Nanjing city leaders visit University of Birmingham to strengthen partnership

Professor Jon Frampton welcomes Mr. Zhang Jinghua, Party Secretary, Communist Party of China Nanjing Municipal Committee to the University of Birmingham.

The University of Birmingham welcomed senior leaders from Nanjing Municipal Government to continue discussions with Birmingham’s sister city around working on a range of research, innovation, education, and cultural projects.

Mr. Zhang Jinghua, Party Secretary, Communist Party of China Nanjing Municipal Committee, led the delegation, which followed Provost Professor Tim Jones visit to Nanjing to sign a Memorandum of Understanding that further strengthens the University’s links to the city.

Professor Jon Frampton, Deputy Pro-Vice-Chancellor (China) and Director of the University’s China Institute welcomed the visitors to the Edgbaston campus, as part of a major tour of the UK, which included a meeting with Birmingham City Council.

The leaders and their fellow delegates were also given a tour of the University’s hi-tech energy storage research facilities by Professor Yulong Ding from the Birmingham Energy Institute.

The University has forged close links with the Municipal Government and academic partners in the city of Nanjing, as well as the wider province, including Nanjing and Southeast Universities and Jiangsu Industry Technology Research Institute (JITRI).

Earlier this year, the University signed an agreement with Southeast University to develop new biomedical technologies that could help to fight diseases and aid regeneration of the human body by establishing a Joint Research Institute in Biomedical Engineering.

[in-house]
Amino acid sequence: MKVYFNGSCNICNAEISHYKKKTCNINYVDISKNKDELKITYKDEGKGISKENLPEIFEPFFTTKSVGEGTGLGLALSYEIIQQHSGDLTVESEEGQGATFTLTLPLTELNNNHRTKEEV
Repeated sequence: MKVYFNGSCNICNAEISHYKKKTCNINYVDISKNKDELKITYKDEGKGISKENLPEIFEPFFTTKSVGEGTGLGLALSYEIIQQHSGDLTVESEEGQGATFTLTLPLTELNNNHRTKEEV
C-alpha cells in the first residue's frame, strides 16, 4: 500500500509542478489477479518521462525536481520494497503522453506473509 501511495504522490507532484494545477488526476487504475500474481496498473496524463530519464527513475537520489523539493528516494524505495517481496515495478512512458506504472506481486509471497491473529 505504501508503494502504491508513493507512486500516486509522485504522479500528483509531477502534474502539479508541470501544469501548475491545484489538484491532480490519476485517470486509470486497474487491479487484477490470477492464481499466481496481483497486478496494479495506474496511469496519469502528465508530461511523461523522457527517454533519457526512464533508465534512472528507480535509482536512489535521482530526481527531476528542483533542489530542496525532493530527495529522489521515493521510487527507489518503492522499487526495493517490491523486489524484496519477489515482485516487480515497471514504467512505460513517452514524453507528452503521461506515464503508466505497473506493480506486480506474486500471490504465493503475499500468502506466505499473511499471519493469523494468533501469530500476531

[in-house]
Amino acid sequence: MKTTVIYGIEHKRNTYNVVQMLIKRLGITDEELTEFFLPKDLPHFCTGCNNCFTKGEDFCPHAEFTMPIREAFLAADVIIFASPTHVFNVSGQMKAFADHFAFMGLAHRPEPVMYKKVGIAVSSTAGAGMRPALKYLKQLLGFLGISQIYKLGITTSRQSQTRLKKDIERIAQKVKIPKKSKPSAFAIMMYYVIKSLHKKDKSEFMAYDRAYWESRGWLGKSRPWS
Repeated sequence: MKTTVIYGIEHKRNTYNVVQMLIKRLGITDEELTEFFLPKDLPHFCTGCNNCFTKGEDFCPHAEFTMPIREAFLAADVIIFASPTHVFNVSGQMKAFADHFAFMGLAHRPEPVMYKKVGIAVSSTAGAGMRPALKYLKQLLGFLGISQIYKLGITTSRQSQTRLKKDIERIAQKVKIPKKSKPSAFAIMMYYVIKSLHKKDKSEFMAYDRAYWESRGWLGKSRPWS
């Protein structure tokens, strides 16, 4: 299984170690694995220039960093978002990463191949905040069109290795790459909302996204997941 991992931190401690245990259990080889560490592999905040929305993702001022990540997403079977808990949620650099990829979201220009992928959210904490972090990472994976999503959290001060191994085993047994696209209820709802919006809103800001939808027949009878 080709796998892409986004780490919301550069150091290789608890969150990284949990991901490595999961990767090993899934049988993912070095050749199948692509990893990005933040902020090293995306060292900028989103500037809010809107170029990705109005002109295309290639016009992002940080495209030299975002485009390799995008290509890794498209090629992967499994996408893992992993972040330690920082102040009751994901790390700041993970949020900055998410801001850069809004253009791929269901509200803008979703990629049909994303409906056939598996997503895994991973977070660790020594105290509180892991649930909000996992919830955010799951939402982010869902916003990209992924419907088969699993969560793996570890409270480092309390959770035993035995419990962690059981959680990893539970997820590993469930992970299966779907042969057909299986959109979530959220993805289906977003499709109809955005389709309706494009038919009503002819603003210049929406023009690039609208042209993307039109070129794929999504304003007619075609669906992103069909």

Professor Jon Frampton commented: “Welcoming our distinguished visitors to the University of Birmingham further strengthens our links with the city of Nanjing and helps us to progress future collaborations bringing our research excellence into the city and wider province of Jiangsu.

“We are pleased to demonstrate the University’s research expertise to our visitors in person. We look forward to contributing to Nanjing’s regional social and economic development by nurturing partnerships in areas where we can provide research and educational expertise.”

The University of Birmingham already has a number of significant partnerships in Nanjing. For example, experts from its world-renowned Shakespeare Institute, based in Stratford-upon-Avon, joined Nanjing University and Phoenix Publishing & Media Group to increase access to and understanding of Shakespeare across China.

Mr. Zhang Jinghua commented: “Our mission for this visit is to strengthen our cooperation and strive for a win-win situation in sci-tech innovation. I have three suggestions: 1. To intensify industrial innovation collaboration. Based on each other's advantages and demand, we could push forward innovation research and industrial transformation by establishing new type of R&D institutes. 2. To increase sci-tech innovation and talent exchanges. We would welcome the University of Birmingham establishing branches or initiating joint education programs in order to promote talent exchanges. We would also be happy to see experts or scholars from the University of Birmingham start up their businesses in Nanjing. 3. We should strengthen university-to-university relationships. We need to extend our existing collaboration to other fields , expand the scope and promote win-win situations.”